Kristen has been with Healthforce for 25 years and has served as regional director for the past 15 years. As the numbers indicate, Kristen began to advocate for change since coming into her directorship. She was mostly a “good worker” prior to taking over the directorship; her “true colors” as a change advocate only emerged after she was appointed to this powerful position. There is some ambivalence on the part of the CEO (who was serving as COO when Kristen became director) regarding this emergent advocacy role assumed by Kristen.
The CEO still greatly appreciates Kristen’s loyalty to the organization and relies on her organizational competencies (while often feeling less confident regarding the male directors of other Healthforce regions). He has not appreciated her push for reform in Healthforce—at least not until recently. The CEO now looks to Kristen for new ideas–given the calls for reform throughout the American health care system. He still does not like the ideas Kristen is presenting and deeply resents the imperatives that have been imposed on his organization by the US government and health care marketplace.
The ambivalence of Kristen’s CEO is evident every time she meets with him. He listens to her and takes many notes, but grumbles about the changes being advocated by Kristen. At times he bursts out with considerable anger about the imperatives that Healthforce is now confronting. Kristen doesn’t know quite how to react to his display of emotions. He is a man who was very careful about expressing emotions during the first years of his leadership (“holding his cards close to his vest”). Is he just getting burned out in his very demanding job? Should she get out of the way and let some other leaders in the organization become advocates for change? Has she worn out her welcome and credibility? Is she now identified with the “enemy” (the government as well as a volatile and demanding marketplace)?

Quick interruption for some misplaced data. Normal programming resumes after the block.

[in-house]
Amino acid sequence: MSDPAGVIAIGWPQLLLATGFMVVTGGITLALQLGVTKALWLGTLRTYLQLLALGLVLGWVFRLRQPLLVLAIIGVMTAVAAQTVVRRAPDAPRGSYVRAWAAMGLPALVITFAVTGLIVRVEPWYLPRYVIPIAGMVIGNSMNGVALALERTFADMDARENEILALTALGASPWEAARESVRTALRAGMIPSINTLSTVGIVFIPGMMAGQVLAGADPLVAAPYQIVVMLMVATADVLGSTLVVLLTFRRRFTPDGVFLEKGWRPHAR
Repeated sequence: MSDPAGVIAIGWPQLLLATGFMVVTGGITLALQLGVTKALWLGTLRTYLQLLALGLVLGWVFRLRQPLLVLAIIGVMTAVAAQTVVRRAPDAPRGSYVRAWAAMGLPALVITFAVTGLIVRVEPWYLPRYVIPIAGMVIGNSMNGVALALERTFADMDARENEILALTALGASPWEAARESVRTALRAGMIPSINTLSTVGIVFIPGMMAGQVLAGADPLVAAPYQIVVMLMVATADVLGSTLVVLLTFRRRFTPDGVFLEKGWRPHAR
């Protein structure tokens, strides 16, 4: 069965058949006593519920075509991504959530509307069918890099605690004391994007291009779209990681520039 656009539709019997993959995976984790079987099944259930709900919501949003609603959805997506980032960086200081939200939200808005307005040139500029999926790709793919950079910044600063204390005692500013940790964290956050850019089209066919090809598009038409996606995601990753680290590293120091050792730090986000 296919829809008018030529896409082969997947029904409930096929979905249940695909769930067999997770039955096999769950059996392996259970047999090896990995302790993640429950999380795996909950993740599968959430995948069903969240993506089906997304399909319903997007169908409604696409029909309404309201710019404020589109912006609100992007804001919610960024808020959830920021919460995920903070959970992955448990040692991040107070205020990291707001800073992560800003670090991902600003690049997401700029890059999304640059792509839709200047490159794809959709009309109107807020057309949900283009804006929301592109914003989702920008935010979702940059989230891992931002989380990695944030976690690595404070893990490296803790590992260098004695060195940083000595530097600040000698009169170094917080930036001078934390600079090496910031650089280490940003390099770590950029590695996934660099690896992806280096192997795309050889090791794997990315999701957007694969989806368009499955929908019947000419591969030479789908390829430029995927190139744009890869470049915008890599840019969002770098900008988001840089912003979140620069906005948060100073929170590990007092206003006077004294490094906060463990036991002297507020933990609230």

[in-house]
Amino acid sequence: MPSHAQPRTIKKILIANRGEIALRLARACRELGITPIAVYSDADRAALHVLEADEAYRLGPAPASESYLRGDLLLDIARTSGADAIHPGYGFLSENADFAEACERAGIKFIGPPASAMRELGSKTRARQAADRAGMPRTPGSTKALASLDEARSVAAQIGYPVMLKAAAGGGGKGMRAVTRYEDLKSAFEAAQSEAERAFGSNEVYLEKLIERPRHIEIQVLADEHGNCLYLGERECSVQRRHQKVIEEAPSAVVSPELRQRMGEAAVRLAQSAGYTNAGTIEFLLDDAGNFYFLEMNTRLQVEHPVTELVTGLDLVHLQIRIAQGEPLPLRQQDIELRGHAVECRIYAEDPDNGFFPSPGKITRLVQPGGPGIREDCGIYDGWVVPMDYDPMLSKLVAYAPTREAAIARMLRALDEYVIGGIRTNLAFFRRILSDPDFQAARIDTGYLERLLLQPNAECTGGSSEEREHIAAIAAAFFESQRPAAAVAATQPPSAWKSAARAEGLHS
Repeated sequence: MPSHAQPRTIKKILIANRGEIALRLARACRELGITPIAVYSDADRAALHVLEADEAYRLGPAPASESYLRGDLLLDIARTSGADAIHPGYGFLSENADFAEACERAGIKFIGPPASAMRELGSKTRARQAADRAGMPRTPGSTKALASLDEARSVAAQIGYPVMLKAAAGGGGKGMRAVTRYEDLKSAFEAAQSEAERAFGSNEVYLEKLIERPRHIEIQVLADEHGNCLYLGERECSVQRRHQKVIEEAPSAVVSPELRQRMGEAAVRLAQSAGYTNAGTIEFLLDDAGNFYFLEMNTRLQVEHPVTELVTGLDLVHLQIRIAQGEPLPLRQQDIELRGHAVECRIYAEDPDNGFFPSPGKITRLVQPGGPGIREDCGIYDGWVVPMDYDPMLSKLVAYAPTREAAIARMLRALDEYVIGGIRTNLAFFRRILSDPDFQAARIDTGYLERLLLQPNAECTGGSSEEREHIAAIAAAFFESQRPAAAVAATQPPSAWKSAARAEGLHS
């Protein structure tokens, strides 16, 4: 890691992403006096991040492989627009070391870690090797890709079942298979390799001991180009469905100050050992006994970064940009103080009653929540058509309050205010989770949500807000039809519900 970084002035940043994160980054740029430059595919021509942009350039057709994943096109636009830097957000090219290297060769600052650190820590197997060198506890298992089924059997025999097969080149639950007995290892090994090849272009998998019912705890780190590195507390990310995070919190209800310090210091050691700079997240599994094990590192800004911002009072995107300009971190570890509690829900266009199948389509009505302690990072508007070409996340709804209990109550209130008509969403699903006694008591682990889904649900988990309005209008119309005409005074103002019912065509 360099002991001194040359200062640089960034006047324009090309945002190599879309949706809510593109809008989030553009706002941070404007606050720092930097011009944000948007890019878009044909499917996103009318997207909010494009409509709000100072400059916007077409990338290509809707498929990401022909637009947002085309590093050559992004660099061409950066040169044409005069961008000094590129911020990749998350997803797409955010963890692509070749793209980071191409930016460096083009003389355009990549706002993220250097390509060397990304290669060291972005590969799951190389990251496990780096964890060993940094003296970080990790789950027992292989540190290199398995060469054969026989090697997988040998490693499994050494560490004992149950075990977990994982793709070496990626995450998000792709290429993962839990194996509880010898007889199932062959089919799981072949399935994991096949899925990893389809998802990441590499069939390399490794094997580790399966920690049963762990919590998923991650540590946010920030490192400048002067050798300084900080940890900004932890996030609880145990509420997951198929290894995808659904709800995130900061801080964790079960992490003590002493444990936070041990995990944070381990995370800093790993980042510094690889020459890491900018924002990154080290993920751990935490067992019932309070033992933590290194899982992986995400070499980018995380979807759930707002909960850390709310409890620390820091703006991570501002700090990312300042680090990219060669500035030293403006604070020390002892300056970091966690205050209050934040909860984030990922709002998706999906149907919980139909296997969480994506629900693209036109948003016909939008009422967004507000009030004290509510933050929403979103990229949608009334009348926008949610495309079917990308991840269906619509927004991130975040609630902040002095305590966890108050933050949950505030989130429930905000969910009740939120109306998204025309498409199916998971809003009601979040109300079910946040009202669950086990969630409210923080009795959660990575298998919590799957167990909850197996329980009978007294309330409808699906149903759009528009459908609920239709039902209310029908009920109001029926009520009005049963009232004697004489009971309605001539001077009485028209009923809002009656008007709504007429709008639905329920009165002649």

Faced with these challenging conditions, Kristen is finding that her own psyche is highly active – even chaotic. She is faced with many dynamic ironies. First, she presents what Jung would call a persona of competence and dedication. She is hard-working and skillfully collaborative. Kristen might even be labeled a “company man [woman].” She has worked at Healthforce all of her adult life, having been appointed to a lower level administrative position straight out of her Master’s Degree program in Public Administration (with a focus on health care).Download Article 1K Club